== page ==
Tippett, a former winger for 11 NHL seasons with Hartford, Washington, Pittsburgh and Philadelphia, will bring a hockey insider’s voice to everything, from where to locate the training facility to how to decorate the dressing rooms at a revamped KeyArena.
“There are a lot of times where you need somebody with some hockey experience, whether it be infrastructure like the dressing rooms, the training facilities, or putting together the groundwork of what a skeleton hockey staff would look like,’’ Tippett said.
A player for more than 11 years in the NHL, Tippett most recently worked in the NHL as the head coach for the Arizona Coyotes, a position he held between the 2009-10 and 2016-17 seasons. During his time in Arizona he led the Coyotes to the playoffs three times, including a stunning run to the Western Conference Final during the 2011-12 season. But after five consecutive non-playoff appearances Tippett and the Coyotes parted ways following the 2016-17 season.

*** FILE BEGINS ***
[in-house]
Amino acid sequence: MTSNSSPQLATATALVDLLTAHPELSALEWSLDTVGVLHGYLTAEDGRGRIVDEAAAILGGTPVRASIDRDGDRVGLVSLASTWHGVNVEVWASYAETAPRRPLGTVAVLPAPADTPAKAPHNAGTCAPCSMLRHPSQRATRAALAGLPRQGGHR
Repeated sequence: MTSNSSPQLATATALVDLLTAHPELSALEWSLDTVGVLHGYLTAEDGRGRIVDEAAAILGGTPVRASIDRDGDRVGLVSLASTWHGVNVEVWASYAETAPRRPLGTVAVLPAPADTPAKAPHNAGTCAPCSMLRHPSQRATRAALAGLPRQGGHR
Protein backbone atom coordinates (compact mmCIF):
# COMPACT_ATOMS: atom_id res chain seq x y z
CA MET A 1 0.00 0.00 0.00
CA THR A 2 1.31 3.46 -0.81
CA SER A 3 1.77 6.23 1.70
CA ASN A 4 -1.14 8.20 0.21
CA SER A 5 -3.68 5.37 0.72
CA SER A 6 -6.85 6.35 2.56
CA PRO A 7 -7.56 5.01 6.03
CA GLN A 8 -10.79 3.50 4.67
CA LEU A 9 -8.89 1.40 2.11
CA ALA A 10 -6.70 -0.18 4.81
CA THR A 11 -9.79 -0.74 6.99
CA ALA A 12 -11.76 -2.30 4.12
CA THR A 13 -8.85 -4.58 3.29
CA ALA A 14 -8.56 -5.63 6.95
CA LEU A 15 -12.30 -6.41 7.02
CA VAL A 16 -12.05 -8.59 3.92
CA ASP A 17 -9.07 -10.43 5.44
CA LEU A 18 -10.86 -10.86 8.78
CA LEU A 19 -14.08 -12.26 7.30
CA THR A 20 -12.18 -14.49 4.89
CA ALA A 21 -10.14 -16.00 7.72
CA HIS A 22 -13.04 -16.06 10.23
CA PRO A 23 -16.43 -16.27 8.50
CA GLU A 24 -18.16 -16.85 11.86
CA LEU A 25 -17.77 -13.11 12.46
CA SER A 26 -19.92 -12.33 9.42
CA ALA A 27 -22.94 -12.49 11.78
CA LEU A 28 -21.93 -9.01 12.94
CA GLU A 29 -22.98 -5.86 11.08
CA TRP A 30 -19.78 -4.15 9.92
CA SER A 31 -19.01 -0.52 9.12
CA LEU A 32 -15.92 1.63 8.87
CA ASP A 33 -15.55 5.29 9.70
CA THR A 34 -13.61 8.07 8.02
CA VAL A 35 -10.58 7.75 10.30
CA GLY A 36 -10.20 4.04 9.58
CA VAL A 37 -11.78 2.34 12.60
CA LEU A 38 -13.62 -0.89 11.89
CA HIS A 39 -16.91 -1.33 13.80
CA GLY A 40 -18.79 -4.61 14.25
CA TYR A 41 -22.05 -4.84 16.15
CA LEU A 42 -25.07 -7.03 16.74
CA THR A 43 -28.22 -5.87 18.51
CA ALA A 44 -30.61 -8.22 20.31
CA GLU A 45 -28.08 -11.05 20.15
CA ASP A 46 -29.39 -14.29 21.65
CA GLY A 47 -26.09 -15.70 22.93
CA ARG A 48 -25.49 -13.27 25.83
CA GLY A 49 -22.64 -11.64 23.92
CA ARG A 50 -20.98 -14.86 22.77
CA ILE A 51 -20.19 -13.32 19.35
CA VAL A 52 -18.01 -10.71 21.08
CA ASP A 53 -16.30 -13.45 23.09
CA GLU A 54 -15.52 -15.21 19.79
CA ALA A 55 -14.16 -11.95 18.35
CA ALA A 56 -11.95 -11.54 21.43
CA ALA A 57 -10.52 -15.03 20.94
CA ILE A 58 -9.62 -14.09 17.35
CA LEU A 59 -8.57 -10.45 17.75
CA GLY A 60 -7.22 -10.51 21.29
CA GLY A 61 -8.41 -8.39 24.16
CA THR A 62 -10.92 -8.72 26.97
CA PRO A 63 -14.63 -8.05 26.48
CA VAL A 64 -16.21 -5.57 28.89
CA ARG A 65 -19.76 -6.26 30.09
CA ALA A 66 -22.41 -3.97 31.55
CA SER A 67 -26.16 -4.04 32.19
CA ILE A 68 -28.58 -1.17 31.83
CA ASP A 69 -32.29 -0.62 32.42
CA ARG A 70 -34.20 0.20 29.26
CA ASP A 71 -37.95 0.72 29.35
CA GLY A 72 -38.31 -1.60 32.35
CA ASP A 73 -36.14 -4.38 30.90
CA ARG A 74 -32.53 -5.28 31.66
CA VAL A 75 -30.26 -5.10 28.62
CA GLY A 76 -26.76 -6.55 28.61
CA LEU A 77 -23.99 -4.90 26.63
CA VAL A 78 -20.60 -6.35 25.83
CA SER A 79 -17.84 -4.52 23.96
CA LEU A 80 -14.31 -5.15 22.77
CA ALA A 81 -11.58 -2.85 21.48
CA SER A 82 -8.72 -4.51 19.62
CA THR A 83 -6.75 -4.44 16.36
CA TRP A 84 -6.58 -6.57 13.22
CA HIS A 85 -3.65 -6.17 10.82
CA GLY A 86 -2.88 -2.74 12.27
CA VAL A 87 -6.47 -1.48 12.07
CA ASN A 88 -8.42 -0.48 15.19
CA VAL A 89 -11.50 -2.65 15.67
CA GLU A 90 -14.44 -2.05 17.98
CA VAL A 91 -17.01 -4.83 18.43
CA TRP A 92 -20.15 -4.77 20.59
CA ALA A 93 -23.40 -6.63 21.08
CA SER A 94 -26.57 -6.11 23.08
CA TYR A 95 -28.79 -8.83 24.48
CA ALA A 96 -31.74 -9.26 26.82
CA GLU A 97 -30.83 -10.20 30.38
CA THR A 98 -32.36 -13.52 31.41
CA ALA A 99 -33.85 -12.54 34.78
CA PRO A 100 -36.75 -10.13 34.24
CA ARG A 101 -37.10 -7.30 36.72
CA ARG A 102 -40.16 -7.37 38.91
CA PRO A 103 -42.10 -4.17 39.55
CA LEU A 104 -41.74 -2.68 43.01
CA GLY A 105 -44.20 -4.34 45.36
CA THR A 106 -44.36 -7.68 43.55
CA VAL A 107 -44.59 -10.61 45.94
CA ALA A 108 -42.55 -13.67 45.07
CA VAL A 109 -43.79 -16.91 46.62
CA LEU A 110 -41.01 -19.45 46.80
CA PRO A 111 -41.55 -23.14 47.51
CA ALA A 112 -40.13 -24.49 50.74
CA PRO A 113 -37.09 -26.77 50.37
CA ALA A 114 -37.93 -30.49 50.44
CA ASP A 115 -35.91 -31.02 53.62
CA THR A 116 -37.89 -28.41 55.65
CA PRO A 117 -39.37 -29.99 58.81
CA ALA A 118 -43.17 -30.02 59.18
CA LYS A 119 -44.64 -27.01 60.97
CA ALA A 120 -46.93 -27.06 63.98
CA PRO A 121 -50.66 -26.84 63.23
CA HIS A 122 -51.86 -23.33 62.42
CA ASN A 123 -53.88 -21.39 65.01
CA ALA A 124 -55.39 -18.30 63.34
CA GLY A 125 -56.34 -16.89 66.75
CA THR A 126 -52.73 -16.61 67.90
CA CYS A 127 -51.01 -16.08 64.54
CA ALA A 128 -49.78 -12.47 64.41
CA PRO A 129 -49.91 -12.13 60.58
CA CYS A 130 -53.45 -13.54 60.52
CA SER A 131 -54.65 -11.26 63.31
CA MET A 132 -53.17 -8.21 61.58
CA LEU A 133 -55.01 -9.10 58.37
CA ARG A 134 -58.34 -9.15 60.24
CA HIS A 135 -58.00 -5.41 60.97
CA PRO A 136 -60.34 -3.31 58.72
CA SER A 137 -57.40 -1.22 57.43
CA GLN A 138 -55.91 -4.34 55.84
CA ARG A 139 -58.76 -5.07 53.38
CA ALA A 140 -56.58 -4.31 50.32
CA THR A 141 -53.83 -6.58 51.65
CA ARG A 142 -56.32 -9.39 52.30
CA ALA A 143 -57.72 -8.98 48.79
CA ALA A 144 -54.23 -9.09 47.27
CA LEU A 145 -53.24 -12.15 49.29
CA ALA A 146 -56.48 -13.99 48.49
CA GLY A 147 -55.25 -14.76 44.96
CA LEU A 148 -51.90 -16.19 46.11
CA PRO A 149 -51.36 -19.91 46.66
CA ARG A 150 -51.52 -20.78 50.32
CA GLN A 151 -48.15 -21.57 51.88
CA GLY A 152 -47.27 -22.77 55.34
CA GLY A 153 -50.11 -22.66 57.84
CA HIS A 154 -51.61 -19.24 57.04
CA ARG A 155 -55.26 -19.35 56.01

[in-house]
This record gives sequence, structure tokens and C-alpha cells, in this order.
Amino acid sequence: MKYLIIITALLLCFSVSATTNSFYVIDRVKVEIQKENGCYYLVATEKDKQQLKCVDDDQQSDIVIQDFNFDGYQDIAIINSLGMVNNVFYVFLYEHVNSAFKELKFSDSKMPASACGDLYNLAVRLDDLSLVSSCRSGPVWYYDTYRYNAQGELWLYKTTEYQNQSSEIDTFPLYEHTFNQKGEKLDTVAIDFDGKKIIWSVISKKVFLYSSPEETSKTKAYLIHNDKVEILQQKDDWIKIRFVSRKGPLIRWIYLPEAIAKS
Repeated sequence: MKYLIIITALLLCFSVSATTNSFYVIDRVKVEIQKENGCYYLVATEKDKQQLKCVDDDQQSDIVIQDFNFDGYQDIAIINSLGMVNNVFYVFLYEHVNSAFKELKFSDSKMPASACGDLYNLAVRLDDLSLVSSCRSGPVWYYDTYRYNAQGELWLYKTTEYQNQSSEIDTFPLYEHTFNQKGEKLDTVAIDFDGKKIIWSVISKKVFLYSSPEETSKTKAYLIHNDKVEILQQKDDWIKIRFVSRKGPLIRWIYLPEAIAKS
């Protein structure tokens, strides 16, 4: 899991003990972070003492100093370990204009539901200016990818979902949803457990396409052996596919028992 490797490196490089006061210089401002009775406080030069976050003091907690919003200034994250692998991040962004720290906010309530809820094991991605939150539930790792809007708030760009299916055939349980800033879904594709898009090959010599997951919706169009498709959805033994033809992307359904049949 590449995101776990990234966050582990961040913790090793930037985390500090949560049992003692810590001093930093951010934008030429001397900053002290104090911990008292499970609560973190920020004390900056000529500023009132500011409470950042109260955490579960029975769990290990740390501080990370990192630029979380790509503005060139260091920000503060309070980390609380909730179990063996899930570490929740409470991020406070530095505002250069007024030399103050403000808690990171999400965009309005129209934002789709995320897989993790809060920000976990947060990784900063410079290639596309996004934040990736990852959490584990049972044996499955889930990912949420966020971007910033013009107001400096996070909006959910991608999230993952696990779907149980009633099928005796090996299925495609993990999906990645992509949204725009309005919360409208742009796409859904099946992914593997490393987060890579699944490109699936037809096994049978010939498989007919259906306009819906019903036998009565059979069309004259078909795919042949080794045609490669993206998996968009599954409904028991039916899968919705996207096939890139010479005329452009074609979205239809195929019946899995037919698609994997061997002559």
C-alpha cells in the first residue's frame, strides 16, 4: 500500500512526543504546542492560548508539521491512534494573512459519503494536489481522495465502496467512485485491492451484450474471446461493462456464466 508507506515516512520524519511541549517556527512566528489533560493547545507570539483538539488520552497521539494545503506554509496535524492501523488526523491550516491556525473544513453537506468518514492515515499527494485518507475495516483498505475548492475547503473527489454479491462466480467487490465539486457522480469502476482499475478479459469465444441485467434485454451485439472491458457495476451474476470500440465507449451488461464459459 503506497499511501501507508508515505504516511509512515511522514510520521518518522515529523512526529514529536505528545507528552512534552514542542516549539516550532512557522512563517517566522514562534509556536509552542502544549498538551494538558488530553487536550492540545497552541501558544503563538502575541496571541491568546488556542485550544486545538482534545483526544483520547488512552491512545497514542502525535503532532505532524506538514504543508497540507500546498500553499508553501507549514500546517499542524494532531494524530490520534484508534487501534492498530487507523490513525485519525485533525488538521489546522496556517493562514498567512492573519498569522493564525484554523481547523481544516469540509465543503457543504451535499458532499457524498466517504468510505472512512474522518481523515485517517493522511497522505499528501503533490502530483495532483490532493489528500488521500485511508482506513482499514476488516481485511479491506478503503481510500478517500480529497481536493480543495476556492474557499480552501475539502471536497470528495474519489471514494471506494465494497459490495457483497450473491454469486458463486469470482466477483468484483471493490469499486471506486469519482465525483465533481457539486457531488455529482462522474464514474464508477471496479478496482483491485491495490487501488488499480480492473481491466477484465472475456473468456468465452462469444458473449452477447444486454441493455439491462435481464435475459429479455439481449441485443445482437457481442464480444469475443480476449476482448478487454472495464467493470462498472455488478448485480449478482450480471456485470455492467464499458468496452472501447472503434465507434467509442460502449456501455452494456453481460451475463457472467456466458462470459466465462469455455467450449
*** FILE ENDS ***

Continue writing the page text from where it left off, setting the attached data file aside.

He also coached the Dallas Stars for six years, making the playoffs five times.
Tippett’s addition to the Seattle group seems reminiscent of the role former NHL player Murray Craven took on with the Vegas Golden Knights during their expansion process when he joined Bill Foley’s group as an advisor. After serving in that role for two years he was officially named the senior vice president of the team in August, 2016.